Security Technology Executive

SEP-OCT 2017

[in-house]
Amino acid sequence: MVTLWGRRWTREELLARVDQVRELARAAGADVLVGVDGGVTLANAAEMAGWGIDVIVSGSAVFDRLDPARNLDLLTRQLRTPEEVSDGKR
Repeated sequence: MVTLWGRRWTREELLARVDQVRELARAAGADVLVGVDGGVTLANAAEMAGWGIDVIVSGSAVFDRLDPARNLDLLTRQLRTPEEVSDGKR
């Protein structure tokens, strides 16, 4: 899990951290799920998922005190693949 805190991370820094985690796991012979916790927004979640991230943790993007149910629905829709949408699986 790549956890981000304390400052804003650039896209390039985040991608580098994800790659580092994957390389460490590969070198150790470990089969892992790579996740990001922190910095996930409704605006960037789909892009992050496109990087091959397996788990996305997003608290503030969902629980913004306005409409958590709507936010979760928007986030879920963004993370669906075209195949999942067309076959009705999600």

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www. • September/October 2017 • SECURIT Y TECHNOLOGY E XECUTIVE 49 Security operators are responsible for monitoring video images from on average of 20 or more cameras. video from user designated areas. This is done by cus- tomizing and configuring a detection area, exclusion areas, and sensitivity. Once detailed video is acquired from high-resolution cameras, one of three methods can be used for face detection. The template matching approach develops tem- plates based on facial information extracted and reg- isters the relationship in the system. It then calculates the similarity between faces in video images and the templates. A feature variant approach utilizes facial features which are less influenced by rotation, size, and lighting changes. It combines information about eyes, noses, and mouths to determine the presence of a person's face. The boosting approach utilizes basic patterns of faces which are compared to a classifier containing facial feature information for determin- ing an individual's face. The accuracy of these facial recognition technologies continues to improve with today's high-resolution cameras ability to capture extreme details even under challenging conditions. Intelligent Video Analysis Security operators are responsible for monitoring video images from an average of 20 or more cameras. Viewing this many monitors and cameras simultane- ously is ineffective and prevents operators from focus- ing on core monitoring duties, which can lead to an increased probability of missing critical situations due to viewing fatigue. A primary benefit of video analytics is that it helps to alleviate the problem of operator fatigue by automating the process to detect unexpected movement or unusual behavior that may pose a threat. Leading video analytic solutions include virtual line crossing detection; enter/exit detection; intrusion detection; appearing/disappearing object detection; and loitering detection. Intelligent video analysis can also be utilized dur- ing recording and search operations, where recorded events are tagged with the event type and associated metadata. An operator can simply search recorded video for specific event types to quickly locate an incident, saving valuable time. Audio Detection Audio detection is a technology that detects sound lev- els which exceed the user-defined levels. As sound lev- els are typically greater in abnormal situations, audio levels exceeding set parameters are detected as being an uncharacteristic situation requiring further review. Through audio detection technology, the camera's audio sensor can detect abnormal sound levels, and then automatically notify operators via event signals so they can take suitable action. Audio detection can be further classified by source. For example, a gunshot can be detected by a camera located on a city street. In this instance, the camera features an audio source database which supports the classification of screams, gunshots, explosions and crashing glass. This is most valu- able when considering that the cause of the audio alert may be coming from out- side of the camera's field of view, further extending general surveillance event detec- tion areas. When a sound is detected, the camera extracts the characteristics of the audio source using the camera's internal or externally connected microphone and calculates its classification based on the pre-defined database. It selects the audio source with the highest likelihood and automatically generates an event. These are just some of the technologies in use today to assist operators in determin- ing the circumstances of an event, and the list continues to grow. One of the reasons deep learning technology has progressed so far and so quickly is because of advances in cameras' processing power combined with new developments in Graphics Processing Units (GPUs), which are taking intelligent audio and video analytics to an even higher level. Manufacturers are developing cameras and stor- age devices that go beyond providing video analysis data to provide customers with business intelligence beyond the scope of traditional security and surveil- lance applications. With more powerful processing power available today and on the horizon, video sur- veillance systems will be capable of autonomously detecting and documenting an even greater range of activities for more applications. The advent of deep learning algorithms along with high-performance CPU and GPU computing can be expected to pro- foundly impact the next generation of physical secu- rity solutions. One leading video manufacturer and has recently announced a partnership with NVIDIA, an AI devel- oper, to collaborate on an intelligent video analysis platform that enables fast and accurate video analy- sis data. In addition, this new platform will integrate with various solutions from the vendor, including city surveillance, retail and traffic applications, etc. This will lead to the integration of advanced AI-based capabilities that further increase safety and security, and deliver a new and powerful source of business intelligence. About the Author: Tom Cook is the Senior V ice President of Sales at Hanwha Techwin A merica. Systems

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